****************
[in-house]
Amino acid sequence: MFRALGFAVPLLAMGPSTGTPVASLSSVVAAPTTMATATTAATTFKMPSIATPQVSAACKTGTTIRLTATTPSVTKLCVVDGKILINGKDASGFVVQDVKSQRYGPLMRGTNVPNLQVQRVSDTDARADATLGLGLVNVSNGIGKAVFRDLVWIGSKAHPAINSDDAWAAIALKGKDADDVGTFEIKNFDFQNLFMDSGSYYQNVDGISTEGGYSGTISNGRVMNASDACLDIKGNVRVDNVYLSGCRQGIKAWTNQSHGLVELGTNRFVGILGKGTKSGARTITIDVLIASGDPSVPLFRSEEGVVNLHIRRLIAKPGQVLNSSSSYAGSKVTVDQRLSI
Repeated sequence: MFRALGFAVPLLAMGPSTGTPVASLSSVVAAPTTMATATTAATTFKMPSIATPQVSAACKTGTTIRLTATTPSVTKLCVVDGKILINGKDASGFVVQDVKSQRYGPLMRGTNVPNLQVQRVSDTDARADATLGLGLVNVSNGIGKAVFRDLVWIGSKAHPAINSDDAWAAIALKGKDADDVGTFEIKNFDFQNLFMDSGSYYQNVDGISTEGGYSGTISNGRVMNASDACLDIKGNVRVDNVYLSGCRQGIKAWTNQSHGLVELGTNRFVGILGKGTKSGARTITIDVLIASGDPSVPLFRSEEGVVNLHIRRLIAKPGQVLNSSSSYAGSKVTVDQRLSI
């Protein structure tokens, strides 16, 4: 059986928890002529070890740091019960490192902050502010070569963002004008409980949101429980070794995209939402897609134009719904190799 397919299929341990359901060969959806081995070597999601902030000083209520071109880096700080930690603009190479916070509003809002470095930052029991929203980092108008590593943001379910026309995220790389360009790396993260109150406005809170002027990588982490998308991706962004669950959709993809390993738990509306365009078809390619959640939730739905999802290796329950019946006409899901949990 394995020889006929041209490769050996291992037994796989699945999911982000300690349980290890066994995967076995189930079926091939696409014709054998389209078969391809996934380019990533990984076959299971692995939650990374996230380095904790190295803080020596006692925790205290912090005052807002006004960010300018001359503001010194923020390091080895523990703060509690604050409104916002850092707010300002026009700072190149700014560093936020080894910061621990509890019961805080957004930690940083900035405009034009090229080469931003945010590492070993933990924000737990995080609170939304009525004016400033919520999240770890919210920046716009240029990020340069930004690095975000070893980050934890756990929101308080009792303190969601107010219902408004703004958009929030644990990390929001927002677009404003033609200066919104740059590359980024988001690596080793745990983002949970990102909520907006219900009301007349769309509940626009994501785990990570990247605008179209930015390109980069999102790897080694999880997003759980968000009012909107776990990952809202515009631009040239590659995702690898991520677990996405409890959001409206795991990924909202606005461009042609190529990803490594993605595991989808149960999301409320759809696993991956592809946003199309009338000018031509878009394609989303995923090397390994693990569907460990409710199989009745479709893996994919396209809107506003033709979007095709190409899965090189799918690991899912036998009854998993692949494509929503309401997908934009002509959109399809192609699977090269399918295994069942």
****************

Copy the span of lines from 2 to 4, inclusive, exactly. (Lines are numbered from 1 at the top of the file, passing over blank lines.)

Amino acid sequence: MFRALGFAVPLLAMGPSTGTPVASLSSVVAAPTTMATATTAATTFKMPSIATPQVSAACKTGTTIRLTATTPSVTKLCVVDGKILINGKDASGFVVQDVKSQRYGPLMRGTNVPNLQVQRVSDTDARADATLGLGLVNVSNGIGKAVFRDLVWIGSKAHPAINSDDAWAAIALKGKDADDVGTFEIKNFDFQNLFMDSGSYYQNVDGISTEGGYSGTISNGRVMNASDACLDIKGNVRVDNVYLSGCRQGIKAWTNQSHGLVELGTNRFVGILGKGTKSGARTITIDVLIASGDPSVPLFRSEEGVVNLHIRRLIAKPGQVLNSSSSYAGSKVTVDQRLSI
Repeated sequence: MFRALGFAVPLLAMGPSTGTPVASLSSVVAAPTTMATATTAATTFKMPSIATPQVSAACKTGTTIRLTATTPSVTKLCVVDGKILINGKDASGFVVQDVKSQRYGPLMRGTNVPNLQVQRVSDTDARADATLGLGLVNVSNGIGKAVFRDLVWIGSKAHPAINSDDAWAAIALKGKDADDVGTFEIKNFDFQNLFMDSGSYYQNVDGISTEGGYSGTISNGRVMNASDACLDIKGNVRVDNVYLSGCRQGIKAWTNQSHGLVELGTNRFVGILGKGTKSGARTITIDVLIASGDPSVPLFRSEEGVVNLHIRRLIAKPGQVLNSSSSYAGSKVTVDQRLSI
């Protein structure tokens, strides 16, 4: 059986928890002529070890740091019960490192902050502010070569963002004008409980949101429980070794995209939402897609134009719904190799 397919299929341990359901060969959806081995070597999601902030000083209520071109880096700080930690603009190479916070509003809002470095930052029991929203980092108008590593943001379910026309995220790389360009790396993260109150406005809170002027990588982490998308991706962004669950959709993809390993738990509306365009078809390619959640939730739905999802290796329950019946006409899901949990 394995020889006929041209490769050996291992037994796989699945999911982000300690349980290890066994995967076995189930079926091939696409014709054998389209078969391809996934380019990533990984076959299971692995939650990374996230380095904790190295803080020596006692925790205290912090005052807002006004960010300018001359503001010194923020390091080895523990703060509690604050409104916002850092707010300002026009700072190149700014560093936020080894910061621990509890019961805080957004930690940083900035405009034009090229080469931003945010590492070993933990924000737990995080609170939304009525004016400033919520999240770890919210920046716009240029990020340069930004690095975000070893980050934890756990929101308080009792303190969601107010219902408004703004958009929030644990990390929001927002677009404003033609200066919104740059590359980024988001690596080793745990983002949970990102909520907006219900009301007349769309509940626009994501785990990570990247605008179209930015390109980069999102790897080694999880997003759980968000009012909107776990990952809202515009631009040239590659995702690898991520677990996405409890959001409206795991990924909202606005461009042609190529990803490594993605595991989808149960999301409320759809696993991956592809946003199309009338000018031509878009394609989303995923090397390994693990569907460990409710199989009745479709893996994919396209809107506003033709979007095709190409899965090189799918690991899912036998009854998993692949494509929503309401997908934009002509959109399809192609699977090269399918295994069942």